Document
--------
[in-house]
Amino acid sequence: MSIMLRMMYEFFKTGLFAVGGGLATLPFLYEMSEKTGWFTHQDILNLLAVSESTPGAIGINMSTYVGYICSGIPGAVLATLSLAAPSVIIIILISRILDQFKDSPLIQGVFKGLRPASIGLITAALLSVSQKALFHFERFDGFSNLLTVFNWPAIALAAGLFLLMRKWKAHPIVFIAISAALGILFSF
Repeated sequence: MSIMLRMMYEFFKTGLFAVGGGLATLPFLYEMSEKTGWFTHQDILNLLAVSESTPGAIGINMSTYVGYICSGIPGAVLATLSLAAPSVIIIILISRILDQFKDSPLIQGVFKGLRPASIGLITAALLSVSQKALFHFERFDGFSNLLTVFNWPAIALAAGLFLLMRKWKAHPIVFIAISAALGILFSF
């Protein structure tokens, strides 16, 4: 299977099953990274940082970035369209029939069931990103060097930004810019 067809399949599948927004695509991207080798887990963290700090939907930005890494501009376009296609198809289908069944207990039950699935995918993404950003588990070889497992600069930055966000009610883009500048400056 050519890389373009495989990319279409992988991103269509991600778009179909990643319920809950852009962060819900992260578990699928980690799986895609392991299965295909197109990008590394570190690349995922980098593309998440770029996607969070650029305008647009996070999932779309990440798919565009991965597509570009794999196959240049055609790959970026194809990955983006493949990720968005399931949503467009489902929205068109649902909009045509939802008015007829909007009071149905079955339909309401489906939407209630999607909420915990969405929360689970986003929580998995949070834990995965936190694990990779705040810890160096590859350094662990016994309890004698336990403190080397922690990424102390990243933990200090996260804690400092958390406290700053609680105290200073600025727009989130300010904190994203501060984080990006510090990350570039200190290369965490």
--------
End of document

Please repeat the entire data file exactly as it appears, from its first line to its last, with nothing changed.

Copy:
[in-house]
Amino acid sequence: MSIMLRMMYEFFKTGLFAVGGGLATLPFLYEMSEKTGWFTHQDILNLLAVSESTPGAIGINMSTYVGYICSGIPGAVLATLSLAAPSVIIIILISRILDQFKDSPLIQGVFKGLRPASIGLITAALLSVSQKALFHFERFDGFSNLLTVFNWPAIALAAGLFLLMRKWKAHPIVFIAISAALGILFSF
Repeated sequence: MSIMLRMMYEFFKTGLFAVGGGLATLPFLYEMSEKTGWFTHQDILNLLAVSESTPGAIGINMSTYVGYICSGIPGAVLATLSLAAPSVIIIILISRILDQFKDSPLIQGVFKGLRPASIGLITAALLSVSQKALFHFERFDGFSNLLTVFNWPAIALAAGLFLLMRKWKAHPIVFIAISAALGILFSF
């Protein structure tokens, strides 16, 4: 299977099953990274940082970035369209029939069931990103060097930004810019 067809399949599948927004695509991207080798887990963290700090939907930005890494501009376009296609198809289908069944207990039950699935995918993404950003588990070889497992600069930055966000009610883009500048400056 050519890389373009495989990319279409992988991103269509991600778009179909990643319920809950852009962060819900992260578990699928980690799986895609392991299965295909197109990008590394570190690349995922980098593309998440770029996607969070650029305008647009996070999932779309990440798919565009991965597509570009794999196959240049055609790959970026194809990955983006493949990720968005399931949503467009489902929205068109649902909009045509939802008015007829909007009071149905079955339909309401489906939407209630999607909420915990969405929360689970986003929580998995949070834990995965936190694990990779705040810890160096590859350094662990016994309890004698336990403190080397922690990424102390990243933990200090996260804690400092958390406290700053609680105290200073600025727009989130300010904190994203501060984080990006510090990350570039200190290369965490």